As you probably know, "the cloud" in Internet parlance isn't an actual cloud. The Internet's cloud refers to remote storage of information and the network that connects to it. What tech companies pitch as a nebulous intangibility is really just stacks and stacks of servers with direct connections to the rest of the world. Things that take up physical space, in other words.
For the National Security Agency to do its spying, they need servers. They need buildings, perhaps ones clad in black, patrolled by guards, in remote places across the country. Indeed, the NSA is building a massive facility in Utah. But they need big buildings to hold the data infrastructure. But just how big, physically, is the NSA's privacy invasion? We decided to try and figure that out.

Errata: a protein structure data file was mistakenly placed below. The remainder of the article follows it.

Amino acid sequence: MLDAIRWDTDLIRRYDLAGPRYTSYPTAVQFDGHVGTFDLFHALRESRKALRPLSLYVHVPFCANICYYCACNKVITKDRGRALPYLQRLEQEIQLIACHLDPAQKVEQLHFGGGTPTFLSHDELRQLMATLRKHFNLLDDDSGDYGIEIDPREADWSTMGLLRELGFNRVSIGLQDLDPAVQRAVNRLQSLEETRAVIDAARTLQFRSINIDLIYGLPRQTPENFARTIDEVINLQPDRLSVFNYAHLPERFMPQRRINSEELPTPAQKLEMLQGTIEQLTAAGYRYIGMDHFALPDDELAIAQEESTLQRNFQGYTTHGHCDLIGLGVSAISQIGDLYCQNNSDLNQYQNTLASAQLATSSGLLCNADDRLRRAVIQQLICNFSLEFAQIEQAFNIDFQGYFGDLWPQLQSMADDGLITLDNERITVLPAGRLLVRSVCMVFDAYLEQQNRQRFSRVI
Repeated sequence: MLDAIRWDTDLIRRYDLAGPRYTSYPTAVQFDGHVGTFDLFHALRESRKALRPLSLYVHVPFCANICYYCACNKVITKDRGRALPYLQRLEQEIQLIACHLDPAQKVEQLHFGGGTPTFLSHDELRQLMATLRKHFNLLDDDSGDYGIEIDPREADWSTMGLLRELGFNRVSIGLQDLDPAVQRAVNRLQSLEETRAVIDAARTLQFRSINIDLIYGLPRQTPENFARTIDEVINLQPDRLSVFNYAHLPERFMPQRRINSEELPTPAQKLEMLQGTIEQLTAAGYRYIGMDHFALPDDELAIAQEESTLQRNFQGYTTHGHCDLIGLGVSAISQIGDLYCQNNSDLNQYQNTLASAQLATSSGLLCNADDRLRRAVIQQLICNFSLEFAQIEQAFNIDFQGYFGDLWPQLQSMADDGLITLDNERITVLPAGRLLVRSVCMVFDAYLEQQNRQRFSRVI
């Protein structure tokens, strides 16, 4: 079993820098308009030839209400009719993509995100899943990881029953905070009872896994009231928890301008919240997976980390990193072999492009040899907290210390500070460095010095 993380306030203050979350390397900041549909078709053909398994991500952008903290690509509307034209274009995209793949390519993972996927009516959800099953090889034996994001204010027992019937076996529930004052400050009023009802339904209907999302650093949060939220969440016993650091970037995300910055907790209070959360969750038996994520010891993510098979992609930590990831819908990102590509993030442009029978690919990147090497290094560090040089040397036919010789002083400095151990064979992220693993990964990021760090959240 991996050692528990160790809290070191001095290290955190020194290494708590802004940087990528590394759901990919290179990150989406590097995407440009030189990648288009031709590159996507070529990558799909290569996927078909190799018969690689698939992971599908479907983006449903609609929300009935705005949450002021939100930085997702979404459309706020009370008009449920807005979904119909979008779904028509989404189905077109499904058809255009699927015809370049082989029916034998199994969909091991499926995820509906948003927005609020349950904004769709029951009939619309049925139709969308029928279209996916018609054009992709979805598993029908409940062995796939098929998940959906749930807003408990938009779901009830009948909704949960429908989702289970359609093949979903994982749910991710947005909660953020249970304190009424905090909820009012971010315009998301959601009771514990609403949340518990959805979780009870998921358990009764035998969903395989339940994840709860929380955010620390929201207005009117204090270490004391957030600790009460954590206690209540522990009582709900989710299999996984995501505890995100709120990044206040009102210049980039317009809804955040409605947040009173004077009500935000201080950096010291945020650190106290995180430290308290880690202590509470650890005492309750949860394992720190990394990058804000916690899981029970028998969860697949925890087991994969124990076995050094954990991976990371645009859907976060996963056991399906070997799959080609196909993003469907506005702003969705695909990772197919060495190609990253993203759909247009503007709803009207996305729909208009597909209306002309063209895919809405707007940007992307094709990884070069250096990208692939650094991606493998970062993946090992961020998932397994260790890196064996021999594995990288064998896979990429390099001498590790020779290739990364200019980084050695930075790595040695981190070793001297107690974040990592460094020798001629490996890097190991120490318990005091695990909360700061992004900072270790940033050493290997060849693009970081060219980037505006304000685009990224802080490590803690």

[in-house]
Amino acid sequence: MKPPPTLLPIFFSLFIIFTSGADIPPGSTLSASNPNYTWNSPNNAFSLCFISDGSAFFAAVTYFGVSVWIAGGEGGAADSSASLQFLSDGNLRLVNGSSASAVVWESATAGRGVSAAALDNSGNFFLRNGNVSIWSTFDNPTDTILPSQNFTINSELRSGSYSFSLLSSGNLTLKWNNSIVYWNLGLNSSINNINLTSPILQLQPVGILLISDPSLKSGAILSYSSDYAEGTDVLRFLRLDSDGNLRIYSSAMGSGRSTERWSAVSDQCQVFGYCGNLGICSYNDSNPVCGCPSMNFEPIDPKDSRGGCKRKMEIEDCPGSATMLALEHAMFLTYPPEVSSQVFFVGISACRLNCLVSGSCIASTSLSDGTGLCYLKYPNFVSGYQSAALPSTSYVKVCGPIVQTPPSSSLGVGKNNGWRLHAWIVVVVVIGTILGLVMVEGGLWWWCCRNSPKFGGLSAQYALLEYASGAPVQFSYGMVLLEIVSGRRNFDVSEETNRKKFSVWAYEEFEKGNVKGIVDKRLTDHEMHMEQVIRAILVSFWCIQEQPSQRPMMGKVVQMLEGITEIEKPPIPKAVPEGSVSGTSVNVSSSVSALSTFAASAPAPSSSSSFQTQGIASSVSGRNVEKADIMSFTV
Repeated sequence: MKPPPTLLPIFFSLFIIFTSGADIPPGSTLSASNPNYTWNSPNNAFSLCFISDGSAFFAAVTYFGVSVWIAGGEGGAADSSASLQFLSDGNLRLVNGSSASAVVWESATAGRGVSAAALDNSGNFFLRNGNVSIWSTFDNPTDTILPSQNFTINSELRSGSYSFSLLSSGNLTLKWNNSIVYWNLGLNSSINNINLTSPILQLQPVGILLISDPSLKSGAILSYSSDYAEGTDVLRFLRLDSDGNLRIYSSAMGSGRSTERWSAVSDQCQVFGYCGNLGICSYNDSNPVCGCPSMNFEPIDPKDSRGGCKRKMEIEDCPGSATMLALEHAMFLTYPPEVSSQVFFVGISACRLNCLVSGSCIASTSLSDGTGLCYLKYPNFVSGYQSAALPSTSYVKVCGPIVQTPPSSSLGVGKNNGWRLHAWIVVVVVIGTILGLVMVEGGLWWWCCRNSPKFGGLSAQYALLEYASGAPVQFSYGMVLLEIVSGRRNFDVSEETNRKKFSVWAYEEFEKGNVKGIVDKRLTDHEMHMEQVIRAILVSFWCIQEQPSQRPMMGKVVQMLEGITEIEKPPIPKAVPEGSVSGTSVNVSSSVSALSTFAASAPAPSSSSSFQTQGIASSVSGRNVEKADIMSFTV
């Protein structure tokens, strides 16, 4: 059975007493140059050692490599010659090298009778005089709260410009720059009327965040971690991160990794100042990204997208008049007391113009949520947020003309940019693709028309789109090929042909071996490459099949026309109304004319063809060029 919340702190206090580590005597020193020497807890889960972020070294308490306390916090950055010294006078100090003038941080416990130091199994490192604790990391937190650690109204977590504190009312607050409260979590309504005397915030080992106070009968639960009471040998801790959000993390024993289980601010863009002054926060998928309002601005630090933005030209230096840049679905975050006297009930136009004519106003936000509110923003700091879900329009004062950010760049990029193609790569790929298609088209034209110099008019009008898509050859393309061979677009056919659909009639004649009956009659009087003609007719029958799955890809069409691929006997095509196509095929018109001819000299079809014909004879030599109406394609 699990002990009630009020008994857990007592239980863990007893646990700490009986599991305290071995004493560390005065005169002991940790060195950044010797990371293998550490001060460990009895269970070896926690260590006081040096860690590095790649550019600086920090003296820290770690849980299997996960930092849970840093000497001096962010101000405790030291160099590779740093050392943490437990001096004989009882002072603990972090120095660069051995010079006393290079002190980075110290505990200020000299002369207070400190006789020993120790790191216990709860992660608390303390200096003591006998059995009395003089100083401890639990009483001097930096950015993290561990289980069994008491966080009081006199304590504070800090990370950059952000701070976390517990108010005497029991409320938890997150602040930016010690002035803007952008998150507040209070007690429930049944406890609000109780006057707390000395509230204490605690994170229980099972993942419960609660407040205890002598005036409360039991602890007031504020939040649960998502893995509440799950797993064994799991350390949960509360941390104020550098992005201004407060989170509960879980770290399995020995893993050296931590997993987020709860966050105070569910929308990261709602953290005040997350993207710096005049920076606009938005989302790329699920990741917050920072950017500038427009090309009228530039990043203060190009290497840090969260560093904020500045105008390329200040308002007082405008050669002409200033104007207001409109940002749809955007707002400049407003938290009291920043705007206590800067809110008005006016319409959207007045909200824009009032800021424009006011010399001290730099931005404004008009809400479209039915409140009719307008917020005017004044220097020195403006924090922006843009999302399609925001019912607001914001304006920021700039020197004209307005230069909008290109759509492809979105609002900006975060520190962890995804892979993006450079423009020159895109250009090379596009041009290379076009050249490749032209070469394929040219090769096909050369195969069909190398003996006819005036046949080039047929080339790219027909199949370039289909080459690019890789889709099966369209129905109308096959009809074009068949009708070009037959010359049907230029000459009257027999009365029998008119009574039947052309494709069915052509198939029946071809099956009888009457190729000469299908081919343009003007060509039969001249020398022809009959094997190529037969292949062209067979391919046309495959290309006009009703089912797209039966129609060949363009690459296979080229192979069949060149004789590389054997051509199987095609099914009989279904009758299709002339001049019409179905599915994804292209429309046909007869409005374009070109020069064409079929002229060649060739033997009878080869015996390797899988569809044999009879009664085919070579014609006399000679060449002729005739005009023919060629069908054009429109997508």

But to answer that question, we needed to answer three other questions. What information is being collected in the surveillance operations? How much of that information is the NSA housing? And, how much space would saving that much information actually take up? What we learned from talking to a variety of experts is that the calculus is not simple, and any answers are largely estimates. But we got answers.
For the rest of the story: http://www.theatlanticwire.com/national/2013/06/nsa-datacenters-size-analysis/66100/